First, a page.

Previous Challenge Entry (Level 4 – Masters)
Topic: WILD (11/16/17)
By Jan Ackerson
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It’s a quiet day; after the morning rush of workers getting a quick breakfast and filling their thermoses with coffee, no one comes for a long while, and Lois sits at one of the empty booths, reading a romance novel. One of her socks droops over a sturdy white sneaker.
There’s the sound of a car in the parking lot, and Lois looks out the window, but the driver just parks and examines a map, then pulls back out onto the highway. Lois looks at the clock and sighs. Every day at the diner is uneventful, but a slow day at the diner makes her spirit itch.
At noon, Lois has five booths to serve. She challenges herself by leaving her pad in her pocket and telling Joe all their orders from memory. She doesn’t make a single mistake.
And then in the middle of the afternoon, a rumbling like thunder brings Lois quickly from the kitchen, where she’s been snacking on cold French fries, leftover from yesterday. The noise reverberates in her body, making her think avalanche, even though it’s summer and the nearest mountain is three states away.
It’s motorcycles—two dozen of them, at least, and some of them with two riders. “Joe!” she calls. “Put the fryers down!” and she steps into the diner with her heart slamming against her chest.
They’re marvelous. Clad mostly in leather, even the women, with bandanas around their heads and tattoos on their meaty biceps. The tattoos and the patches on their jackets say Born To Be Wild, and they’re mostly laughing, loud and confident as they fill the booths.
Lois takes out her pad and walks to the nearest booth, where three men and a woman are talking, leaning in toward each other and roughhousing a little. “It’s just me today,” she says, “and Joe in the kitchen. We’ll do our best, though. What can I get you?” She looks at the four of them, then settles her questioning gaze on a big man with a braided beard.
He flicks her pad away, then takes her hand in both of his. “We’ll have burgers with everything,” he says. “All of us.”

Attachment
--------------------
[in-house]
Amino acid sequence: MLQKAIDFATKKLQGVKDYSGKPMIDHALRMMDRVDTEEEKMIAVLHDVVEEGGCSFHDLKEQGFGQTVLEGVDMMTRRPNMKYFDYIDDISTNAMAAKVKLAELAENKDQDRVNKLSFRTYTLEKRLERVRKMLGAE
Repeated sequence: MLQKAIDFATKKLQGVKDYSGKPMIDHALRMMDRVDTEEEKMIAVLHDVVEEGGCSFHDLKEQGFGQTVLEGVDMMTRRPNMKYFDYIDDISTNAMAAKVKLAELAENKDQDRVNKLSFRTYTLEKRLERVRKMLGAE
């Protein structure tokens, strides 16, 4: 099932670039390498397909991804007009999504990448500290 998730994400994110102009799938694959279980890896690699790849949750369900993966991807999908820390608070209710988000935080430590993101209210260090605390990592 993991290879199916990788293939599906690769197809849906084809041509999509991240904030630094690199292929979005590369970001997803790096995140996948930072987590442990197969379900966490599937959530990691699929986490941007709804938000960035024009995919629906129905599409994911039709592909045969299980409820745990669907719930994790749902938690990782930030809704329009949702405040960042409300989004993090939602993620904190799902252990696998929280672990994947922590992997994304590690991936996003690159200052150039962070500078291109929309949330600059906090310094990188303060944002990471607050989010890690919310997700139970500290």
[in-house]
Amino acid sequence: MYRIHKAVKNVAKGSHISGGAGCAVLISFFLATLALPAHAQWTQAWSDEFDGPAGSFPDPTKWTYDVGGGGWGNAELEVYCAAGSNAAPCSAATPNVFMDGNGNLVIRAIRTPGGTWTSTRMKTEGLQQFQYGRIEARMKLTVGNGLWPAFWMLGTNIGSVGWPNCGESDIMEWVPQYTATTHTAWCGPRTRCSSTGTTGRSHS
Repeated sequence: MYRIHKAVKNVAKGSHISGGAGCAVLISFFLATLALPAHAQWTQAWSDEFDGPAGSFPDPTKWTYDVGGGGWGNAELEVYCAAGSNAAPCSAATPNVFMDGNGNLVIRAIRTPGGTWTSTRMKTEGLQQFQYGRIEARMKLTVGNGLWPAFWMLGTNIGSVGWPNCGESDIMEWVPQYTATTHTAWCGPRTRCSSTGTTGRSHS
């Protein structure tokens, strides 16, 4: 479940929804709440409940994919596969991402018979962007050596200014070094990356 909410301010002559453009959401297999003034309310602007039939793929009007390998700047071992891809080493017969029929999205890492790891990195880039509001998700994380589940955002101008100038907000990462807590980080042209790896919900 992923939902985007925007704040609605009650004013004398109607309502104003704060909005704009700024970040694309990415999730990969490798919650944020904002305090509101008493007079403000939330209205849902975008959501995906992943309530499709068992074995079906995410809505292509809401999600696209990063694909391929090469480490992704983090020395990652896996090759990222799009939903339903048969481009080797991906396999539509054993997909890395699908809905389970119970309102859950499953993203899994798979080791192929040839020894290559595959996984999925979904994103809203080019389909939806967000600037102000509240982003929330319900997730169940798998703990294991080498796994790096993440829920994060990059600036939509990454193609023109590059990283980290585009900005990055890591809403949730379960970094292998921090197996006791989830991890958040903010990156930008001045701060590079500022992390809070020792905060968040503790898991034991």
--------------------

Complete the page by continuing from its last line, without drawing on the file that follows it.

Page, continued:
“What do you think?” The four at the table laugh, and Lois smiles, a little nervously.
The bearded man kisses her hand. “Strong as you can make it, sweetheart.”
There follows an hour or so of frenzied activity—Lois and Joe work the grill and the fryers together, and she dances between the booths and the kitchen, balancing plates of food, coffee pots, ketchup bottles. At one point, she executes a lovely twirl between booths, to the whoops and whistles of the bikers.
When they’re leaving, one of the men taps her shoulder and nods toward the bikes outside, raising an eyebrow at Lois. Come with us, his look says, and Lois takes a startled step away from the door.
“No,” she says. “I can’t. But…thanks.”
He nods, even bows a little, as gallant as a courtier. When the bikers leave, he’s the last out of the parking lot, and he raises a gloved hand to her before he turns onto the highway.
Lois truly doesn’t want to go with them—but she wants to be the sort of girl who would.
For the next several days, she watches the highway, wondering if the bikers will come back. When there’s a lull, she closes her eyes and conjures up that riotous, glorious melee. She remembers that one of the women had a gold tooth, and that one of the men had stepped from tabletop to tabletop in the crowded diner to talk with the man who had tapped her shoulder, miraculously not spilling or breaking a thing.
And then one day she takes an order to Booth 6 and he’s there, alone, at Booth 9. His helmet rests on the table, and he watches her deliver a meatloaf plate and a Pepsi. When she goes to his booth, her fingers are trembling.
“Burger with everything?” she says.
If he asks again, she’ll go with him.
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